Gazing up into a night sky, it's easy to get swept off into the heavens.
Thousands of stars appear, like diamonds on velvet, with more graduations of intensity than the naked eye can perceive.
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Rod Martin was no more than 5 years old when he peered into the universe and became starstruck.
It was the beginning of a hobby that would eventually become a career and a lifelong passion.
For the past 27 years, Martin has been director of the William M. Brish Planetarium in Hagerstown.
He also has been a science teacher with Washington County Public Schools.
But at the end of this school year, Martin will be retiring.
He's looking forward to biking, golfing and traveling. And he might take a class or two just for fun.
But he won't be hanging up his telescope.
"I plan on using it more," he said.
Discovering the galaxy
Martin, 60, was born in Hagerstown and moved to St. Thomas, Pa., when he was 3 years old.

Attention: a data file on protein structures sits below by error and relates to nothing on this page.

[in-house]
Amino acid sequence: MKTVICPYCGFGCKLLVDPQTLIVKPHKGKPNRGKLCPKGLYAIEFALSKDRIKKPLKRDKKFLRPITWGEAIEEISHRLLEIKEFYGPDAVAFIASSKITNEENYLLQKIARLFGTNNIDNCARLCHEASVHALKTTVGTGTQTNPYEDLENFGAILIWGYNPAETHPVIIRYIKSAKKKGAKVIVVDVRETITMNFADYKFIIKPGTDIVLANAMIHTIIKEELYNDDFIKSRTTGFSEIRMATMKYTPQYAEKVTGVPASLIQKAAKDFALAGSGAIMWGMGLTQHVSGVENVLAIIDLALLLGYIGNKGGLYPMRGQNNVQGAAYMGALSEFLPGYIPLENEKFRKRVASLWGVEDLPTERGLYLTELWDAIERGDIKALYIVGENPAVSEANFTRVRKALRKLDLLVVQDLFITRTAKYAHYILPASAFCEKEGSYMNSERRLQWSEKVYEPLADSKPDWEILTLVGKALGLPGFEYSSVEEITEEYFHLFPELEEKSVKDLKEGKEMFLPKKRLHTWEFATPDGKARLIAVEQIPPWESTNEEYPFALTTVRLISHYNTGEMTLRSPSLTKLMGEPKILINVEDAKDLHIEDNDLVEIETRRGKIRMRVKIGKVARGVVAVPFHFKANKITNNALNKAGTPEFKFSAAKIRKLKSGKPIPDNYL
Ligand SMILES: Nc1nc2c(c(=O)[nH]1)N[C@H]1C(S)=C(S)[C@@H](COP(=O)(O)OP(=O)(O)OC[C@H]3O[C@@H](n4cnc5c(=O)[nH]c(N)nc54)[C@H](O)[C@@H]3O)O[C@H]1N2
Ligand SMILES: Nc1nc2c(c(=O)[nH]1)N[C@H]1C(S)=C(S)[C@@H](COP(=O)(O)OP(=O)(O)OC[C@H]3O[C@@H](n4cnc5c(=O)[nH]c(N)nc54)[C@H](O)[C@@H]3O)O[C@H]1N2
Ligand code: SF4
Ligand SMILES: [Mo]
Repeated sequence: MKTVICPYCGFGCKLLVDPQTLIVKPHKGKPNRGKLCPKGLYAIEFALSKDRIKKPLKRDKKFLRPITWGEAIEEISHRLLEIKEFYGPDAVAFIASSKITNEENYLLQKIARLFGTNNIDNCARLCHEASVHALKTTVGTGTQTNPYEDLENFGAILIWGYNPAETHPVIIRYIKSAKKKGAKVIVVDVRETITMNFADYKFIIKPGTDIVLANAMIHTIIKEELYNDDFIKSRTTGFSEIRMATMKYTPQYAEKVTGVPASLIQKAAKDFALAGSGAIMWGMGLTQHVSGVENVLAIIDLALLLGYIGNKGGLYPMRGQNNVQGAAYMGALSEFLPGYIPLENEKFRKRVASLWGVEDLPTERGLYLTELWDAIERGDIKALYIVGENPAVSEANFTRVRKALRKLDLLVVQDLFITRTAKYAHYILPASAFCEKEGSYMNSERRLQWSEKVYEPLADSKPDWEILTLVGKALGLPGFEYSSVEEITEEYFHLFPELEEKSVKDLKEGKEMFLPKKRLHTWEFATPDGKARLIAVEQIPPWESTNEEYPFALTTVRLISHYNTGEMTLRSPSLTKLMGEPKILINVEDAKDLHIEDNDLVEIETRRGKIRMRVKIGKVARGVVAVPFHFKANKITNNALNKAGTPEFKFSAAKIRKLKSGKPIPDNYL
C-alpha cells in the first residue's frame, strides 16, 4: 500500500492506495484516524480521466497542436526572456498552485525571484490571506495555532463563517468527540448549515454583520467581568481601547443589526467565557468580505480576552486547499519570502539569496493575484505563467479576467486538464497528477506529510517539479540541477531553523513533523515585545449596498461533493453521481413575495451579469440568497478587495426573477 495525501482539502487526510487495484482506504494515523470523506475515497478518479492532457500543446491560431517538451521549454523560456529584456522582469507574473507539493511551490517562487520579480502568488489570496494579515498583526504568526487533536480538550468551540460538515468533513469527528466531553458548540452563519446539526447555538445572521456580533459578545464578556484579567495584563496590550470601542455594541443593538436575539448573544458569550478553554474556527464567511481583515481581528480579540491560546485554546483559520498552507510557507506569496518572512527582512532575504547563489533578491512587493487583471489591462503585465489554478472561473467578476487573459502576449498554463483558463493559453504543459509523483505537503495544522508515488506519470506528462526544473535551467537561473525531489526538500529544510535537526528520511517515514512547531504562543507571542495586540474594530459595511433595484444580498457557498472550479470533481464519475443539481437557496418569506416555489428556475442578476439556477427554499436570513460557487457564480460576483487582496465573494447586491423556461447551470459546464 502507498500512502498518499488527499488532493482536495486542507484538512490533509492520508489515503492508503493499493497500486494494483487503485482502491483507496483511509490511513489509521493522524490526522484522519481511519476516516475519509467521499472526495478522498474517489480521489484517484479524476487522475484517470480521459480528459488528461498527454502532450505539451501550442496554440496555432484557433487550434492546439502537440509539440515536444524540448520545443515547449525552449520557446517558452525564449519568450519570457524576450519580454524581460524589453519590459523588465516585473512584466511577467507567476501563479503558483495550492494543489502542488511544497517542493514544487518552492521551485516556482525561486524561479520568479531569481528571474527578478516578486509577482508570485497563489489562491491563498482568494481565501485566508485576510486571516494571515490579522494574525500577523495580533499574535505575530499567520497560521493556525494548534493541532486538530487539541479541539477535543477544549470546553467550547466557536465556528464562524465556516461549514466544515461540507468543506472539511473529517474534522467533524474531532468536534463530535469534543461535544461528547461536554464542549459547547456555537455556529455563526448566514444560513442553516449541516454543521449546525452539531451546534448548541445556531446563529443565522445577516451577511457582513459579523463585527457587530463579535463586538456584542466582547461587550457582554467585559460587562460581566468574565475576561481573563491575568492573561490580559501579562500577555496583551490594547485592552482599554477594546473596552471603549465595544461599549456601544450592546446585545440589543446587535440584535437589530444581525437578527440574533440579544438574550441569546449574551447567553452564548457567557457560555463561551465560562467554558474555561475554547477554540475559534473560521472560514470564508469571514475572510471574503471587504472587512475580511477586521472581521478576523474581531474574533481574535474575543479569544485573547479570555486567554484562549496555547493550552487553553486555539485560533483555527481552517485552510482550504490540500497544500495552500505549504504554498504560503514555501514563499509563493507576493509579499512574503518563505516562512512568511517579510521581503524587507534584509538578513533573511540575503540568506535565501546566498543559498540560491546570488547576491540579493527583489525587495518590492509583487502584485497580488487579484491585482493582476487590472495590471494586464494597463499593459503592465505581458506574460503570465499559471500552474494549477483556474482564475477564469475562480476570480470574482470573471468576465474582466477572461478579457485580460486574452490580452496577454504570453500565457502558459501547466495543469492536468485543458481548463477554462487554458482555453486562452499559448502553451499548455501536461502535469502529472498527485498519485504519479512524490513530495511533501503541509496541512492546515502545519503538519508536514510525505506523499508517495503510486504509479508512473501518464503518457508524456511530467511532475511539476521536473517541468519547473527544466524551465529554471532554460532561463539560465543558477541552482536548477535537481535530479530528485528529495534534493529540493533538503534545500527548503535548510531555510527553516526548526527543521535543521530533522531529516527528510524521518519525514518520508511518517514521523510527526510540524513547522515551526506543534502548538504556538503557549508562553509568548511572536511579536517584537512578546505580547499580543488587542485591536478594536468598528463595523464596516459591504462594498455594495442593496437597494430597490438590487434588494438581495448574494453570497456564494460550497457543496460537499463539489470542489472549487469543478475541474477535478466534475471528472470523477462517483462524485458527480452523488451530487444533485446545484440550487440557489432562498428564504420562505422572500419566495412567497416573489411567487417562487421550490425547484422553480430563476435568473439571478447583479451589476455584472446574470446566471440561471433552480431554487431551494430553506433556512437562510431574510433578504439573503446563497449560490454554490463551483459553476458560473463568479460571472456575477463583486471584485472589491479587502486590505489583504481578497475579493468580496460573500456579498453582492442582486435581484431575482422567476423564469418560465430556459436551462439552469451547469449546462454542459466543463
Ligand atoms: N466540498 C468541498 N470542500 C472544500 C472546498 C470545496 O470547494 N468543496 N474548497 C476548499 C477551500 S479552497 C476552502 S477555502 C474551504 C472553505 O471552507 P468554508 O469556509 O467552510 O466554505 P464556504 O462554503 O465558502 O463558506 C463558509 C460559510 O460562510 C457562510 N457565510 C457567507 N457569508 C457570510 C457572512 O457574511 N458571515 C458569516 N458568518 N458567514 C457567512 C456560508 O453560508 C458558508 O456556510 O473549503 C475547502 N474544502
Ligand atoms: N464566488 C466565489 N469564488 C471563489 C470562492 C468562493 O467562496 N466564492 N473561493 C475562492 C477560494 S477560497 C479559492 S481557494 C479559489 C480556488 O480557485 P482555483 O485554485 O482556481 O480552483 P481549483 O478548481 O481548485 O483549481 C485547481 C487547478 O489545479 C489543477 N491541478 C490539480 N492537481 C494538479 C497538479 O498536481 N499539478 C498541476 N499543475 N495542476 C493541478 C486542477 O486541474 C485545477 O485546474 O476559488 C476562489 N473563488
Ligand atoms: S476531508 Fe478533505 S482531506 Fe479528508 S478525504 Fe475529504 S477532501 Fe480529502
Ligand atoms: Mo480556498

Shortly afterward, he had his first encounter with astronomy.
"I was probably 4 or 5 when my parents woke me up in the middle of the night — which was probably 9 or 10 p.m. — to see a brilliant aurora display," he recalled. "I'll never forget the colors and the sight."
And as the space program took off in the late 1950s, he said, "we used to look for satellites crossing the sky, specifically Echo. I began learning about the planets and really enjoyed looking at meteor showers."
Following graduation from James Buchanan High School, Martin headed off to Shippensburg University (then Shippensburg State College), majoring in elementary education.
He also took every astronomy class that was offered.
Martin said he began teaching in March of 1972 at Fountain Rock Elementary School and, in 1975, earned his master's degree in science for elementary teachers from Indiana University of Pennsylvania.
Several years later, he became a science teacher at Smithsburg Middle School, where the curriculum included astronomy. He also started an astronomy club.